In Sloane’s world, true feelings are forbidden, teen suicide is an epidemic, and the only solution is The Program.
Sloane knows better than to cry in front of anyone. With suicide now an international epidemic, one outburst could land her in The Program, the only proven course of treatment. Sloane’s parents have already lost one child; Sloane knows they’ll do anything to keep her alive. She also knows that everyone who’s been through The Program returns as a blank slate. Because their depression is gone—but so are their memories.
Under constant surveillance at home and at school, Sloane puts on a brave face and keeps her feelings buried as deep as she can. The only person Sloane can be herself with is James. He’s promised to keep them both safe and out of treatment, and Sloane knows their love is strong enough to withstand anything. But despite the promises they made to each other, it’s getting harder to hide the truth. They are both growing weaker. Depression is setting in. And The Program is coming for them. (via Goodreads)
Source: Gift! 😀
Suicide is not an epidemic. You can’t “catch” suicide, or depression, from another person. Looking through Goodreads, I see that this is the number-one problem most people have with the book. A lot of people have actually had suicidal thoughts, and some of the reviewers found it offensive and demeaning that suicide was an epidemic. Personally, I didn’t have problems with this, but I can see where others are coming from.
There were no truly “good” male characters. I thought Miller was a really nice male character, but he wasn’t in the book long enough for me to truly get to know him.
The parents were such bad parents. They never notice when their daughter sneaks out at night, never even suspect her of cutting class, and ultimately want to turn her into The Program. They don’t even consider trying to help their daughter; they just call the authorities on her.
The romance played a part in the story. Sort of. Well, it kind of turned into the story. But I digress. You really could feel how much all the characters depended on and need each other. Not just Sloane and James, but Miller and Lacey, too.
It falls into the Dystopian Trap. Well, it’s not really dystopian, buuuuutttt…. it skirts the question. It doesn’t give us any answers about the suicide epidemic. It supposedly happens sometime soon (four years-ish??), but it doesn’t explain why. Or how. I actually had trouble figuring out when this was supposed to be set.
It was a enjoyable, if superficial, read. The guys are all bad-mysterious-boys, and the girls are pretty and lean on the guys. But I really did enjoy reading the book. The pacing was fantastic, and the way it’s written has you turning the pages. I read the book in one sitting.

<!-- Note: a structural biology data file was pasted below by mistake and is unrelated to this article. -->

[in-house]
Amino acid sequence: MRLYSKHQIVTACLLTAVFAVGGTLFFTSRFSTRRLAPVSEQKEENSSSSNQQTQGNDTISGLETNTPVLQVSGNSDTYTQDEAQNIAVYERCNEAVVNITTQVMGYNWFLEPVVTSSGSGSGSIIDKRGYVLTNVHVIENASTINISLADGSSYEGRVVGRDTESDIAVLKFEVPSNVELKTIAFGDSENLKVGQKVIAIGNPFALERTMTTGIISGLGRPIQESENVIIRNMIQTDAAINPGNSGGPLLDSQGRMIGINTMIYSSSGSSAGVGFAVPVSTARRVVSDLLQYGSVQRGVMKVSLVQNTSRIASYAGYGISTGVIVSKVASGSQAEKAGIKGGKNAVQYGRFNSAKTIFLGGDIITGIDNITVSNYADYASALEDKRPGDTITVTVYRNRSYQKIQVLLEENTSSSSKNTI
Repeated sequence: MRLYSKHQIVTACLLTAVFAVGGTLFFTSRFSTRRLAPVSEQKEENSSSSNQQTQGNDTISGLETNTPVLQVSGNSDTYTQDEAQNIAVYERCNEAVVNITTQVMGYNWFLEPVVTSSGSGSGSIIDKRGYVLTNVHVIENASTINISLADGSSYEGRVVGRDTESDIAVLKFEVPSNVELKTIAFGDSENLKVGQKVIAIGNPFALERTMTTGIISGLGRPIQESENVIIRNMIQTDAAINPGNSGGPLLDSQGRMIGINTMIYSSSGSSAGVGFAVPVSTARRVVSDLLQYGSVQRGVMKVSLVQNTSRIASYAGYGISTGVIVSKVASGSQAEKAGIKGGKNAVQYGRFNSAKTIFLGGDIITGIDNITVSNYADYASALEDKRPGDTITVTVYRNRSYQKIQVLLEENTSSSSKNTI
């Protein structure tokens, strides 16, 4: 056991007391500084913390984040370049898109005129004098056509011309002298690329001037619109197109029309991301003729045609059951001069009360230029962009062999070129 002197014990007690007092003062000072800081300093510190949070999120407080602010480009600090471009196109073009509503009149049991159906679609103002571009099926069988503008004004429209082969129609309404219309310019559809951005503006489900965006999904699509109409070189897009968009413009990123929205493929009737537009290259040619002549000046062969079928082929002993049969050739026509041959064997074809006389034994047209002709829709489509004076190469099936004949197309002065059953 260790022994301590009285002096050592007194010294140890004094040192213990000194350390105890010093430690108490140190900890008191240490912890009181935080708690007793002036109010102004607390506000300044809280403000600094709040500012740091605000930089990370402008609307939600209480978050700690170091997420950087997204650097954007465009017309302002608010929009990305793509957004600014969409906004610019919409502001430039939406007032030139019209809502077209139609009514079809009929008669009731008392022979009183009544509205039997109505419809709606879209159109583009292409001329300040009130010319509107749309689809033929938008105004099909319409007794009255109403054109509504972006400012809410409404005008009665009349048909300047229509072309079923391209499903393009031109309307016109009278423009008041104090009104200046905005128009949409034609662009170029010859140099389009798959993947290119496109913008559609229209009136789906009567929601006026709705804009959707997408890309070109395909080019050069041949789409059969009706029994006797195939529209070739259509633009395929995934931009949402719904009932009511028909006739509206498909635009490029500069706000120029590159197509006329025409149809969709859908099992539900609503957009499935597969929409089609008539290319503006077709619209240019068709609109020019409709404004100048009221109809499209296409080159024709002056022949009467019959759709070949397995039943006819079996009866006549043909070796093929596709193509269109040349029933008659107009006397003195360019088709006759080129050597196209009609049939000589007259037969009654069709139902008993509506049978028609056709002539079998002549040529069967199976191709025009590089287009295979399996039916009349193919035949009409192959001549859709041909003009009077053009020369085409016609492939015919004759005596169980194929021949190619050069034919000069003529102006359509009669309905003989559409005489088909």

James: He wasn’t the main character, but, well, I felt like I knew him more than I knew Sloane. He was bipolar, yes, and not the best guy in the entire world. But I liked how he was not only Sloane’s “rock,” like a lot of YA boyfriends are, but he was really there for everyone.
Sloane: To be perfectly honest, Sloane was a bit… two-dimensional. We know she’s pretty. We know she is afraid of The Program. We know she loves James (honestly, we got descriptions of nothing but James. I have a really good visual of him now.). But she never really makes her own decisions. She relies on James outside of The Program and Realm and Roger in The Program. She wasn’t the strong female character I was expecting to see. She’s supposed to “hold it in,” but what really happens is her crying on James’s shoulder before going home. Every time. Also, she didn’t seem depressed. She seemed perfectly happy, just lost without James.
Roger: Um, yeah. Roger was a bit unnecessary. I can’t say any more for fear of the dreaded spoiler, but…
Lacey: I really loved how Lacey’s storyline was incorporated into the story. I can’t tell you anymore again *sobs* but she was a great addition to the storyline, if a bit two-dimensional like Sloane.
The Whole Realm-Love-Triangle Thing? No. Just… no.
The Program: There’s not actually a lot about The Program… in a book called The Program. It had a black-and-white BAD GUYS: Program, GOOD GUYS: Sloane and James feel to it, which is nice, but also a bit childish. I mean, come on. Even Voldemort’s reasons are revealed. I did enjoy how they took away the memories, though. A bit scientifically questionable but, hey, they call it science fiction for a reason, don’t they? 😛
OVERALL: In other words, it wasn’t the best book on the planet, and I had some problems with the characters, but the writing urged me on, and it read like a thriller. Also, I didn’t like Sloane much because of her two-dimensional damsel-in-distressness. Will I be reading The Treatment? I don’t know.
Rating: 2.5/5 Wagging Tails